RNA - At least 11 people were killed and several others injured when Nigerian forces opened fire at Shia mourners in the cities of Kaduna and Funtua on Wednesday.
According to the correspondent, troops fired tear gas and live bullets at the mourners in the two cities.
Iranian Foreign Ministry Spokesman Bahram Qassemi condemned the attack and underlined the need for the perpetrators of the crime to be brought to justice.
"The violent and brutal measures by extremists and Wahhabi-affiliated forces against Shias and mourners of Imam Hussein have to be stopped, and perpetrators of such acts need to be immediately arrested and brought to justice," Qassemi said.
The Iranian official pointed to reported negligence of duty by the police forces to control the situation, and reminded the Nigerian government of its responsibility to ensure the safety of mourners attending such religious processions.
During the clashes between mourners and Nigerian forces, a house belonging to prominent Shia cleric Sheikh Ibrahim Zakzaky was also set alight in Kaduna.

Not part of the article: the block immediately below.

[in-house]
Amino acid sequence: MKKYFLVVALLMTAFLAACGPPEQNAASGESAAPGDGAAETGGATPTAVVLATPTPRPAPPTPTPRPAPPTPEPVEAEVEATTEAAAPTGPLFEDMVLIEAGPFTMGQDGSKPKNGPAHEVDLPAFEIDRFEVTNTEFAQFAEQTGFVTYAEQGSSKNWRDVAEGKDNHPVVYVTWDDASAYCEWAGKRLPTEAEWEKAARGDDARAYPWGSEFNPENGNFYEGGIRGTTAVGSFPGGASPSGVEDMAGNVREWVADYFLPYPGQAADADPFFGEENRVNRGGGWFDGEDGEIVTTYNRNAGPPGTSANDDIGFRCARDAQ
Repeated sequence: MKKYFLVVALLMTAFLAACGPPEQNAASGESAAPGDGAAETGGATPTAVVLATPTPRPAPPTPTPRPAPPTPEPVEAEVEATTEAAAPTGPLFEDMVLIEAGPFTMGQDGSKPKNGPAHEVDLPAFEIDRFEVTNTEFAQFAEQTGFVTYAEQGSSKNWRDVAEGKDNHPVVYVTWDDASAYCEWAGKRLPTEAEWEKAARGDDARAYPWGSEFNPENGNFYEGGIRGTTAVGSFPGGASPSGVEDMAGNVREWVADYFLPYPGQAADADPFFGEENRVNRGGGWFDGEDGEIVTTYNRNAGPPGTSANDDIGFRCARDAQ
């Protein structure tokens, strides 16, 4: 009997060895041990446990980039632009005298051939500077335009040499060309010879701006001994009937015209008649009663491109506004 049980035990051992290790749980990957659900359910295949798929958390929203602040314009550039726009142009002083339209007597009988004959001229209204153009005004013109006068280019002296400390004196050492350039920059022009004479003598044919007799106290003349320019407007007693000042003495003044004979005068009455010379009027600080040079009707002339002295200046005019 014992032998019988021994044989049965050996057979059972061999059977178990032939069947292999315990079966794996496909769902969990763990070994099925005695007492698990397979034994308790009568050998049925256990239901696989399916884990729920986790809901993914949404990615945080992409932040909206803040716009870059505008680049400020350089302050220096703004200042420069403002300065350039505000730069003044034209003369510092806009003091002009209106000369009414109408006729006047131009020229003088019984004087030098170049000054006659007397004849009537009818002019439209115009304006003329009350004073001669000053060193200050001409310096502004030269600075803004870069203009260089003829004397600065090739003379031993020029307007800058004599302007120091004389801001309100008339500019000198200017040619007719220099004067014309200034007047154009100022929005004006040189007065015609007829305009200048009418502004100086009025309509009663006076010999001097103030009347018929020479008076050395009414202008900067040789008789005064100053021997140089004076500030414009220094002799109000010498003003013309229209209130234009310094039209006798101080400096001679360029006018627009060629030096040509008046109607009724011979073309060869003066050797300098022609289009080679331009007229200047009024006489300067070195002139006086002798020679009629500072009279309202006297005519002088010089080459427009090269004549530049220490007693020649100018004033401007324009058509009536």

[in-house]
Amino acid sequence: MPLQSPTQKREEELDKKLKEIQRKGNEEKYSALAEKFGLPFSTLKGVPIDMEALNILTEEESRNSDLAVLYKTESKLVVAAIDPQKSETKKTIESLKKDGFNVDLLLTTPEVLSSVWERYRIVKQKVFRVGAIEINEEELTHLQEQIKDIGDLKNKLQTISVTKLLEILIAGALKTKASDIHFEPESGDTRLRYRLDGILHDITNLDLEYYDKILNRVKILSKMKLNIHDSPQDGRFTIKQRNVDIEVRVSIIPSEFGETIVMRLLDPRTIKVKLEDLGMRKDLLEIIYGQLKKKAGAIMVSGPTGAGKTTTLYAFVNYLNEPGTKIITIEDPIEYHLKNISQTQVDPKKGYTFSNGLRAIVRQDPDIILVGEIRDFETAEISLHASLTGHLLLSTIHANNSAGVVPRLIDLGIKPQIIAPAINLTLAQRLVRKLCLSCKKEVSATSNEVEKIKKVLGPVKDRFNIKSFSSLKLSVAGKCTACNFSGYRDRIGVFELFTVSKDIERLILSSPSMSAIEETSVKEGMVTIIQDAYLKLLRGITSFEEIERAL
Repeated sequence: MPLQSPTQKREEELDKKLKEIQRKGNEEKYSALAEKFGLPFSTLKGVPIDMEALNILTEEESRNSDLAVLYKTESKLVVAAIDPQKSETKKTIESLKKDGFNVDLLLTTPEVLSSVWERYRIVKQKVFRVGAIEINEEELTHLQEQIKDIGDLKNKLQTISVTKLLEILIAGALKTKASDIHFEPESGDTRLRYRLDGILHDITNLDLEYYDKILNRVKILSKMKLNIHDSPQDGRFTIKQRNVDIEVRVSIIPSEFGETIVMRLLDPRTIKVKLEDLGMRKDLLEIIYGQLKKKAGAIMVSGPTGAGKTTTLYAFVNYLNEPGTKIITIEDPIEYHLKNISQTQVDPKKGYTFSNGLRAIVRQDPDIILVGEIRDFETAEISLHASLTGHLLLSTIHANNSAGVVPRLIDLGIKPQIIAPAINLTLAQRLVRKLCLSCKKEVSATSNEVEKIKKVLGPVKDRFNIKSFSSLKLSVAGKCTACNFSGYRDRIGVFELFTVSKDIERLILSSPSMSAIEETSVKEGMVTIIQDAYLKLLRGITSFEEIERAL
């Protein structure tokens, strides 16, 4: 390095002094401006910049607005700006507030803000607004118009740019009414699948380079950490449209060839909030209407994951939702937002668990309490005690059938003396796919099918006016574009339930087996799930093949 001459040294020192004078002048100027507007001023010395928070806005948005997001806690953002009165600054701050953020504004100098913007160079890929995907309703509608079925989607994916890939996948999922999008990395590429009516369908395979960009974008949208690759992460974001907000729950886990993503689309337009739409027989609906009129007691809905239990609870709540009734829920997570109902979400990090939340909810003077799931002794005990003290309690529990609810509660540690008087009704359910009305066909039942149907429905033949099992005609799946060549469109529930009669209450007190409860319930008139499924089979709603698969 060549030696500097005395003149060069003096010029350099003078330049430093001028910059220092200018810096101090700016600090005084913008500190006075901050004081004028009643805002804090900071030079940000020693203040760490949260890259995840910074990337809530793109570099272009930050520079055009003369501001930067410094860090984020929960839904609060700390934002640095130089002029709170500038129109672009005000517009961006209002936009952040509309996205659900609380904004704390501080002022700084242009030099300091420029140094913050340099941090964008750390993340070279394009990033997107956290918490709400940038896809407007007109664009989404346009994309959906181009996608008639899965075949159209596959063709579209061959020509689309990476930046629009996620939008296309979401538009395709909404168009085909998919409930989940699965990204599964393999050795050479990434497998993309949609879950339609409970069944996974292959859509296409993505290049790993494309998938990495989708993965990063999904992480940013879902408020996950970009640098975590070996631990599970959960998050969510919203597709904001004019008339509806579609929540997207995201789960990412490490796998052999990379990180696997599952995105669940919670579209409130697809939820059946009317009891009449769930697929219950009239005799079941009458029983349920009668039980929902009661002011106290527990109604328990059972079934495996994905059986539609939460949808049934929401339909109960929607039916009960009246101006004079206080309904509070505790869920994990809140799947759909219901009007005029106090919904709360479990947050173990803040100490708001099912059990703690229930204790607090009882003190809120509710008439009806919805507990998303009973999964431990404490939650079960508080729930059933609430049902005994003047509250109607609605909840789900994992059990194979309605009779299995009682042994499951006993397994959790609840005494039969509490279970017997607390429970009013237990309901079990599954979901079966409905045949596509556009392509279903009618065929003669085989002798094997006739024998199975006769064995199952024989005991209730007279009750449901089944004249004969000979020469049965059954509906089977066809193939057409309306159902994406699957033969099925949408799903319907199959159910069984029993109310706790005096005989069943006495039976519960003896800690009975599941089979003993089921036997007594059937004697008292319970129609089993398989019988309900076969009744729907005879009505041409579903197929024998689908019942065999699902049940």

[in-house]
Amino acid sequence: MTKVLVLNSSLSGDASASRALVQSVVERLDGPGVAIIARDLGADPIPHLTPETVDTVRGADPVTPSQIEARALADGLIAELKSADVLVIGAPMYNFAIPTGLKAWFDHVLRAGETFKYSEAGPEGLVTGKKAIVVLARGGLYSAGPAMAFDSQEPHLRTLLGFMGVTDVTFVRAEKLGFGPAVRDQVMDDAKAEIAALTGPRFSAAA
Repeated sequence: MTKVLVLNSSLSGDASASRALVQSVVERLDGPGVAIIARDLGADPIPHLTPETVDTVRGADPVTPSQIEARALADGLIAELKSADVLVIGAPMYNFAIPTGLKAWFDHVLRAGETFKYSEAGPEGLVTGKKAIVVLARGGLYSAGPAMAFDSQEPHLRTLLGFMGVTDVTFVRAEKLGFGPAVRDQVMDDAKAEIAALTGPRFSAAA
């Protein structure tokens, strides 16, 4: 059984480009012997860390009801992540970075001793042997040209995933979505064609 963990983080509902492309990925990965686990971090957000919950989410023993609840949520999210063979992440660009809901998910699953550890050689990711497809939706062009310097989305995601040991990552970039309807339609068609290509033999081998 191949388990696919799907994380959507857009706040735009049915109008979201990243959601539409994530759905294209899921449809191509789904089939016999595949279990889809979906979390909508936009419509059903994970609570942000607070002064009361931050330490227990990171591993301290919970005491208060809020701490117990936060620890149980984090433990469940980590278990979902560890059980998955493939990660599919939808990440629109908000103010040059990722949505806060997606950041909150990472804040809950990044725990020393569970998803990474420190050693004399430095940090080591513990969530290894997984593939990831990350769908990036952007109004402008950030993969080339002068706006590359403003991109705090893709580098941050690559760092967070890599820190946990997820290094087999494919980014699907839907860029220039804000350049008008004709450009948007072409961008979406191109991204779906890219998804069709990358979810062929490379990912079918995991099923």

The clashes came as tensions are already running high between the regime and Nigeria's Shia Muslims who have been demanding the release of Sheikh Zakzaky, the leader of the Islamic Movement in Nigeria, who was arrested last December after his house was raided following deadly clashes that left hundreds of Shias dead.
'Afghanistan attack reveals grudge against Muslims'
The Iranian official also condemned the deadly attacks against worshippers and mourners in Afghanistan over the past 24 hours, which killed over two dozen people.
“The massacre of defenseless mourners in Afghanistan reveals the insatiable grudge of terrorists and their supporters against the unity of the Islamic Ummah,” Qassemi said, calling on all international and regional players to seriously counter terrorism.
On Wednesday, at least 14 Afghan civilians were killed in a bomb blast outside a mosque in northern Balkh province.
The attack in Balkh, which targeted a group of Shias following ceremonies commemorating Ashura, came a day after a deadly gun attack on Shia worshippers at a shrine in the capital, Kabul, claimed the lives of 14 people.
The Daesh Takfiri terrorist group claimed responsibility for the mass shooting in Kabul.